A violent typhoon could interrupt proceedings at this weekend's Japanese Grand Prix, which hosts the 17th round of the 2019 season.
Typhoon Hagibis is on course to hit Japan later in the week, with the storm now considered a Category 5 Super Typhoon with maximum wind gust speed gusts of 270km/h (167 mph).
The storm is expected to diminish as it reaches land, as it is currently roughly over 300 kilometres north of the Northern Mariana Islands.
Japan's Meteorological Agency stated that it "could be the strongest typhoon to hit Japan this year".
The Japanese GP in 2014 was hit by Typhoon Phanfone, with the race being overshadowed by a crash for Jules Bianchi, who would lose his life nine months later due to the injuries sustained.
10 years prior to that in 2004, Typhoon Ma-On caused Saturday's qualifying session to be postponed to Sunday morning.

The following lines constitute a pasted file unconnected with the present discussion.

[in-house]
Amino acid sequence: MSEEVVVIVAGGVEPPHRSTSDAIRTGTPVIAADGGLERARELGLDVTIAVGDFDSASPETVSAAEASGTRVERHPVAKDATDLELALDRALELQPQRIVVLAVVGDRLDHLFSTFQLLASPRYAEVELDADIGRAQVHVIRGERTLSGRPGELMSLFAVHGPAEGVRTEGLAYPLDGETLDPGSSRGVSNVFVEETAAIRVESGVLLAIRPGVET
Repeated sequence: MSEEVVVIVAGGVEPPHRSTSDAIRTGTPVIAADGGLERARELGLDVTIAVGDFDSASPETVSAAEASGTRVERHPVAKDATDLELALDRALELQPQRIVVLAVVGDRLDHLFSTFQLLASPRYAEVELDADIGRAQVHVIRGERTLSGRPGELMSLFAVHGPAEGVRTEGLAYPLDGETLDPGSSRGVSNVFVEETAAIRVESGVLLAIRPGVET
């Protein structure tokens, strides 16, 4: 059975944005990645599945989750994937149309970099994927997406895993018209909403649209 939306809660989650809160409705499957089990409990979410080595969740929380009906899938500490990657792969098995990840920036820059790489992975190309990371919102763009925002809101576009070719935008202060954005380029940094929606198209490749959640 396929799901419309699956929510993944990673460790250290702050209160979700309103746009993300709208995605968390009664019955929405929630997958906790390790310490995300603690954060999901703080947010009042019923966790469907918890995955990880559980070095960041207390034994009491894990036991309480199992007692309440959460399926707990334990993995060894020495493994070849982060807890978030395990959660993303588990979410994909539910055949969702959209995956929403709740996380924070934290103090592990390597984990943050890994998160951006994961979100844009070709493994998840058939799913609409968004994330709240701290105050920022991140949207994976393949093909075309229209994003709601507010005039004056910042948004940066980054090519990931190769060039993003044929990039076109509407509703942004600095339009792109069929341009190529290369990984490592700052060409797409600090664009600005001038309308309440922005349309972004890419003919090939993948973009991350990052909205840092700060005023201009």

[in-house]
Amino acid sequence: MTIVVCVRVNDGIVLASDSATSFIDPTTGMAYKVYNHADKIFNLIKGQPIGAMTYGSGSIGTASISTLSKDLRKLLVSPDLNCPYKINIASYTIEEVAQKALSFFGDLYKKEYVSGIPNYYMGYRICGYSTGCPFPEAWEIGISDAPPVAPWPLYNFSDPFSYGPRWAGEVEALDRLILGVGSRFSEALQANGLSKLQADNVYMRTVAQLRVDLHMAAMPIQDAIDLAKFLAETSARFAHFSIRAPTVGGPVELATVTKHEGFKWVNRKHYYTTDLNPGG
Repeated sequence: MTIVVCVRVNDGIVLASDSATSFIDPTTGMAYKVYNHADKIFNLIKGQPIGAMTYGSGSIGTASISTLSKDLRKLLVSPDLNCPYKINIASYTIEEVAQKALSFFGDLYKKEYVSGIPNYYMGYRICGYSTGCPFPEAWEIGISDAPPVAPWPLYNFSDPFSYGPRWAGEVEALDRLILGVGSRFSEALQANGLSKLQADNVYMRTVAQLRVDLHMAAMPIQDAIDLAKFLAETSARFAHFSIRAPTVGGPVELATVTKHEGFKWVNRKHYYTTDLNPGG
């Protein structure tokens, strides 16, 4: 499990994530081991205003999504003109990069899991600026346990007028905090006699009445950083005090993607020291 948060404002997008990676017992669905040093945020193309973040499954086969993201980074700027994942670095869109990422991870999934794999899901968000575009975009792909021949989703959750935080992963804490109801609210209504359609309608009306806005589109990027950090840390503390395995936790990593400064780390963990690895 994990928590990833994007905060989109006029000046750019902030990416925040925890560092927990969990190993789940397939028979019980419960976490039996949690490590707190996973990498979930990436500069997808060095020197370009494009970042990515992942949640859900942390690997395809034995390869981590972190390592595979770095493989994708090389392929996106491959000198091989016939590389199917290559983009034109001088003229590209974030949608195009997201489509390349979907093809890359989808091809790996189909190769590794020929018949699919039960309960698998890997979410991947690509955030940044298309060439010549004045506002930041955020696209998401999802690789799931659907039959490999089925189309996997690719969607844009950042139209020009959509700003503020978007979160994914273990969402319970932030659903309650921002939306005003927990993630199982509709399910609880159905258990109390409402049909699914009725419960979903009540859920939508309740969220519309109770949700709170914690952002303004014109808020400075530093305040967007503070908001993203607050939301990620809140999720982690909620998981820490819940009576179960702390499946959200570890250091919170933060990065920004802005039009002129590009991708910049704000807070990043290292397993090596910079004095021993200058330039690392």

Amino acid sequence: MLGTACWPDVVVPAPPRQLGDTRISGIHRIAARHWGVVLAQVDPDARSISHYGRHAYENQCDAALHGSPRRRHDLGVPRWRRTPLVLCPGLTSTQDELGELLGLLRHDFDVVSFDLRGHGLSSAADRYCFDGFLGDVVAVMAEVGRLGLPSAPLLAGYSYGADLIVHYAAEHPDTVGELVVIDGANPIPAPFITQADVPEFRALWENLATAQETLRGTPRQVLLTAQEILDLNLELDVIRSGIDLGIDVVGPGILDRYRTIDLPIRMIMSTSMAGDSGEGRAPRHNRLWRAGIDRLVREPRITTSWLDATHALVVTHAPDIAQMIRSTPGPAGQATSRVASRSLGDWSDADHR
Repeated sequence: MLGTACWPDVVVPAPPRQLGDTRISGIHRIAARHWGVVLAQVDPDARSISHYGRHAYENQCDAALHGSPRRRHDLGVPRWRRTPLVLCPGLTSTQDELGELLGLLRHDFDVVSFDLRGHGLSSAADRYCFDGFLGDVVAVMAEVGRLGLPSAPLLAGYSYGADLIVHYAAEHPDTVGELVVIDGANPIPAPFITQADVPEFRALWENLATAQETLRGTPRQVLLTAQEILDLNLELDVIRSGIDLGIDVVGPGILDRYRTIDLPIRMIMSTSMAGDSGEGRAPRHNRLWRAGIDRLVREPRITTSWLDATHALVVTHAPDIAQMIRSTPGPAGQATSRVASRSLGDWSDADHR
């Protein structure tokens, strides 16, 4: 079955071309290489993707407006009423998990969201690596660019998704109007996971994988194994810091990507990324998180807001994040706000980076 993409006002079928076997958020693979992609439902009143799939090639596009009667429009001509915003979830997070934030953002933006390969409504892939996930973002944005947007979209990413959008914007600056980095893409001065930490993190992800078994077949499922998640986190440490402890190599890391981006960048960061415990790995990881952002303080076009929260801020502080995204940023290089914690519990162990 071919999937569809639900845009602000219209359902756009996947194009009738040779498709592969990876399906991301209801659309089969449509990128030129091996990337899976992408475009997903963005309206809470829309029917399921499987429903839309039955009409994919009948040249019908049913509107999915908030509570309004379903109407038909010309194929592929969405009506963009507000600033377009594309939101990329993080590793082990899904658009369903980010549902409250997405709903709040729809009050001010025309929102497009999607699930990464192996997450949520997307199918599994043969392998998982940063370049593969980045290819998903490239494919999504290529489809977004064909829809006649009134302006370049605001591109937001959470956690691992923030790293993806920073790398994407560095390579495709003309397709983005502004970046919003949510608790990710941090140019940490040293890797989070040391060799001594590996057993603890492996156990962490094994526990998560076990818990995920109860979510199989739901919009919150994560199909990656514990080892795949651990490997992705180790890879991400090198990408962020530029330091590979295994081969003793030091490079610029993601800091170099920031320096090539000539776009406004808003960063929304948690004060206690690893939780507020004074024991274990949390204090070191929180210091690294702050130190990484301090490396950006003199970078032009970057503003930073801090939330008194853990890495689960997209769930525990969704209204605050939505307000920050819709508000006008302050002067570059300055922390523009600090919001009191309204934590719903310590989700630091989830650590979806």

In 1976, Niki Lauda famously pulled out of the race in Fuji due to the extreme weather conditions, with James Hunt going on to win his one and only world championship when the chequered flag fell.
The Rugby World Cup is also currently being held in Japan, as it too may be affected by the typhoon.
#Hagibis has explosively intensified and is now already a super typhoon! (= hurricane category 4)— Steffen Dietz (@sdietzf1) October 7, 2019
Track forecast towards Japan and #F1 is quite consistent. Likelihood for any impact is high, however, details remain uncertain at this stage. (1/2)
Sources: JMA, JTWC, Weathernerds pic.twitter.com/ZzJfSqRywi